Jacques J. Carette

Waterloo Maple, Inc

In today's computer algebra system, the use of "expressions" as a basic data object has proven to be quite convenient and frequently effective. But they are not always very efficient representations: they are neither very easy to compute with (the "expressivity" side of efficiency) nor always particularly fast to compute with (the more traditional "computational" side of efficiency).

We will survey some recent work on two alternative representations that are proving to be quite effective: implicit representations and representation by programs [white-box and to some extent black-box]. We will also survey some algorithmic techniques that work well with these representations.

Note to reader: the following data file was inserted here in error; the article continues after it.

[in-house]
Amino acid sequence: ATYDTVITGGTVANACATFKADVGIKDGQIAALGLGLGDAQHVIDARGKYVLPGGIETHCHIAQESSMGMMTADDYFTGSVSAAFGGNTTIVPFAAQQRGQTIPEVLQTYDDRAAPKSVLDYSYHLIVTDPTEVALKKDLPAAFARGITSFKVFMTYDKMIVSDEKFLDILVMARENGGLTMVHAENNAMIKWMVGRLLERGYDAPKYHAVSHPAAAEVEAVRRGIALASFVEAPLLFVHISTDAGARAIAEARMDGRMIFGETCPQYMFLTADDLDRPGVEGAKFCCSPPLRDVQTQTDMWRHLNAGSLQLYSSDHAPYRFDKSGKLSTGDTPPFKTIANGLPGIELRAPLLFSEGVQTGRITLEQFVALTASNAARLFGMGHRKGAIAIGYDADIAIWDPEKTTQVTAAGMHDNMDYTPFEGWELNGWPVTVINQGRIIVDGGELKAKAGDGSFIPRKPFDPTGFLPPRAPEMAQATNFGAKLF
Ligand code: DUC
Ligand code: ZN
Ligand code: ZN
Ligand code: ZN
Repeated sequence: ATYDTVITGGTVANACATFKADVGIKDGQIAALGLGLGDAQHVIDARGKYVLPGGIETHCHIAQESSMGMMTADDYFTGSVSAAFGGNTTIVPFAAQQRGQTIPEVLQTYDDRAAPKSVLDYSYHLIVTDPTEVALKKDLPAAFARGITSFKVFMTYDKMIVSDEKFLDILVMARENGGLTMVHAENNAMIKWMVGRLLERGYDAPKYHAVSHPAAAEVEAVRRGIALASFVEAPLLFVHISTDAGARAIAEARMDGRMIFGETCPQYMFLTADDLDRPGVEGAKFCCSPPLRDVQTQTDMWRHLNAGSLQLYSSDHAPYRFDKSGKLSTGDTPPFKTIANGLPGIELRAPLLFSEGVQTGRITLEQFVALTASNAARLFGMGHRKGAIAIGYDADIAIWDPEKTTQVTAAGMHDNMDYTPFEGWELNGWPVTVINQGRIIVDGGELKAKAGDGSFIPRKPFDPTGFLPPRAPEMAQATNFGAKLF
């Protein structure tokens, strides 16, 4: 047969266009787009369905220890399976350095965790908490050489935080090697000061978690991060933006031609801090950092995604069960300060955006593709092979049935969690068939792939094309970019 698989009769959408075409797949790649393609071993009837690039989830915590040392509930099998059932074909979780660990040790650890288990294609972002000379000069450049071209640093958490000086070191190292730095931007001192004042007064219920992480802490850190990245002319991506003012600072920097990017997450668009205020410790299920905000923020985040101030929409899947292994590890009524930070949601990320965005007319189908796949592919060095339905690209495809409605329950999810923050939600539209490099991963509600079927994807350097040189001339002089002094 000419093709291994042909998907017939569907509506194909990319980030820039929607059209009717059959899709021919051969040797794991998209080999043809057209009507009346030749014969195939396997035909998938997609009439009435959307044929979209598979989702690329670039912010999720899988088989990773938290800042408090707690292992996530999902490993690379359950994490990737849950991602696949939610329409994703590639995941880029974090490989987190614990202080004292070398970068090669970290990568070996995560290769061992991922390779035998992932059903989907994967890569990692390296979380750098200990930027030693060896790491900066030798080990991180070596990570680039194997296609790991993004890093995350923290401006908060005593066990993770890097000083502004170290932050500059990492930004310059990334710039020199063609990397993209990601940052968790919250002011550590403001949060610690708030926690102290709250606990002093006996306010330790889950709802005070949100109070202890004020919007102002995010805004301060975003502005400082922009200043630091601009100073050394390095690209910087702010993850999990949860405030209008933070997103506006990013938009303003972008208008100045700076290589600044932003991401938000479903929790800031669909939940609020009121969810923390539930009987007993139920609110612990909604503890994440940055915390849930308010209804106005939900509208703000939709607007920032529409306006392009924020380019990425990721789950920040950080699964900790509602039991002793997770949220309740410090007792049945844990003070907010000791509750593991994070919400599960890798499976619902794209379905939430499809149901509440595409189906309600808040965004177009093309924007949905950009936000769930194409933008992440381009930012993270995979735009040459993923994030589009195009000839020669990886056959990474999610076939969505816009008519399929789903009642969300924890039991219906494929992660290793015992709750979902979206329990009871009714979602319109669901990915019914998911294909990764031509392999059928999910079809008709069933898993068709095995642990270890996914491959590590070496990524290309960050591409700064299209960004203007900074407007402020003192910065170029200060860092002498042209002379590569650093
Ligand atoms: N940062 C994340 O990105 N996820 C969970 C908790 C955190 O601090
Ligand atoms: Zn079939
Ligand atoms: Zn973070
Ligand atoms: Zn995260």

We will be using examples drawn from diverse areas like special functions, numerical quadrature, software architecture and algebraic geometry to illustrate these ideas.